Last week the Second District Court of Appeal made one thing clear to prosecutors: Don’t get your open case mixed up in the entertainment biz. Unless, of course, you want to get kicked off of it.
First the appeal court took Santa Barbara County Deputy DA Joyce Dudley off a rape prosecution, saying the crime novel she’d written and was promoting bore too much resemblance to her real-life case. Then, in another published opinion the same day, the court kicked Ronald Zonen, a prosecutor in the same county, off a capital murder case for cooperating too much with filmmakers.
Zonen didn’t stand to benefit financially, and said he hoped a film about the murder would generate publicity and drum up tips to locate Jesse James Hollywood, at the time the only fugitive of the five co-defendants charged in the execution-style murder of an alleged drug dealer’s relative.
The Second District did take Zonen’s explanation at face value, and contrasted his situation with Dudley’s, saying that, “Unlike the situation in Haraguchi, where the prosecutor was motivated by a desire for literary fame and fortune, here Zonen gets high marks for his zeal in attempting to bring petitioner to justice.”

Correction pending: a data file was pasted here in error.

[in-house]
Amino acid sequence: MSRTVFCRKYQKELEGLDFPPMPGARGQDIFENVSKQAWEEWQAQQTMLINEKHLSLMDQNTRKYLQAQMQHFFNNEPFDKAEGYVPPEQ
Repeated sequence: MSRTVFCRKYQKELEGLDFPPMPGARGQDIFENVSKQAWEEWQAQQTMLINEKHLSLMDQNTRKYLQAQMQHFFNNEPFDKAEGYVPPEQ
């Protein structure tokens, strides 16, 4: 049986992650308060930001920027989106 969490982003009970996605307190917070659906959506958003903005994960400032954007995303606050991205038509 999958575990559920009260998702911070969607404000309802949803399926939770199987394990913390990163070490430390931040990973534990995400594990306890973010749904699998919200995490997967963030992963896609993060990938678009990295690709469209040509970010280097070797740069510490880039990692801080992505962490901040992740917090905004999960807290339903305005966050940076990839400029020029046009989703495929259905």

Still, the court said Zonen took his zeal too far when he gave “virtually” the entire case file to filmmakers — including audio and videotapes, his trial notebook, un-redacted police reports, probation reports, psychiatric reports and maybe even rap sheets. “We are aware of no authority allowing a public prosecutor to give away, even temporarily, public property,” Justice Kenneth Yegan wrote, “especially when that property contains highly sensitive confidential information in a pending case.”
“I do not dispute or question the prosecutor’s integrity, ability or commitment,” Justice Arthur Gilbert added in a concurring opinion. But, “his actions allowed ‘show business’ to cast an unseemly shadow over this case. The prosecution of criminal cases and entertainment enterprises are best kept separate.”
Hollywood was arrested in Brazil last year, but it doesn’t appear the film helped bring him in. After he handed case materials over, Zonen was informed that the filmmakers would be changing names and locations in the movie due to liability and insurance concerns. So, rather than closing the film with Hollywood’s picture and a hotline number as Zonen had hoped, “Alpha Dog” called the fugitive “Johnny Truelove” and ended with an epilogue saying he had already been captured in Paraguay. The opinion quotes the screenwriter/director saying he could have made the movie without Zonen’s cooperation, but that to do so “either I would have had to go around him and do a lot more diligent work or I would have had to make it up.”
— Pam Smith